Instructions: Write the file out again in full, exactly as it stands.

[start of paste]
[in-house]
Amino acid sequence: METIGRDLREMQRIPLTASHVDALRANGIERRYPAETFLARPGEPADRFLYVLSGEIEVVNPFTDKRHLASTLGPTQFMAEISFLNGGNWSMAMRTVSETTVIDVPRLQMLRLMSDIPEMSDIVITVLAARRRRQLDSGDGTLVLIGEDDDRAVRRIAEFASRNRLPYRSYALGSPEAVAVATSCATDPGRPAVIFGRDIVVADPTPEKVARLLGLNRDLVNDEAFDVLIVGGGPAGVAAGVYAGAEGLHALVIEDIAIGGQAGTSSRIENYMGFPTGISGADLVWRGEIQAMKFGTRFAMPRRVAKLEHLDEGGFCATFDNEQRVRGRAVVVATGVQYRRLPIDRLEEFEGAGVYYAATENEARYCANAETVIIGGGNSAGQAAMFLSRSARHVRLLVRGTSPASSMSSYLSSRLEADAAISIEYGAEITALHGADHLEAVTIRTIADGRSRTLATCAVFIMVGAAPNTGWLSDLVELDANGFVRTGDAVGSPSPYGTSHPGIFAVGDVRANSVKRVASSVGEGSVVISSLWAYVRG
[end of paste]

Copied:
[in-house]
Amino acid sequence: METIGRDLREMQRIPLTASHVDALRANGIERRYPAETFLARPGEPADRFLYVLSGEIEVVNPFTDKRHLASTLGPTQFMAEISFLNGGNWSMAMRTVSETTVIDVPRLQMLRLMSDIPEMSDIVITVLAARRRRQLDSGDGTLVLIGEDDDRAVRRIAEFASRNRLPYRSYALGSPEAVAVATSCATDPGRPAVIFGRDIVVADPTPEKVARLLGLNRDLVNDEAFDVLIVGGGPAGVAAGVYAGAEGLHALVIEDIAIGGQAGTSSRIENYMGFPTGISGADLVWRGEIQAMKFGTRFAMPRRVAKLEHLDEGGFCATFDNEQRVRGRAVVVATGVQYRRLPIDRLEEFEGAGVYYAATENEARYCANAETVIIGGGNSAGQAAMFLSRSARHVRLLVRGTSPASSMSSYLSSRLEADAAISIEYGAEITALHGADHLEAVTIRTIADGRSRTLATCAVFIMVGAAPNTGWLSDLVELDANGFVRTGDAVGSPSPYGTSHPGIFAVGDVRANSVKRVASSVGEGSVVISSLWAYVRG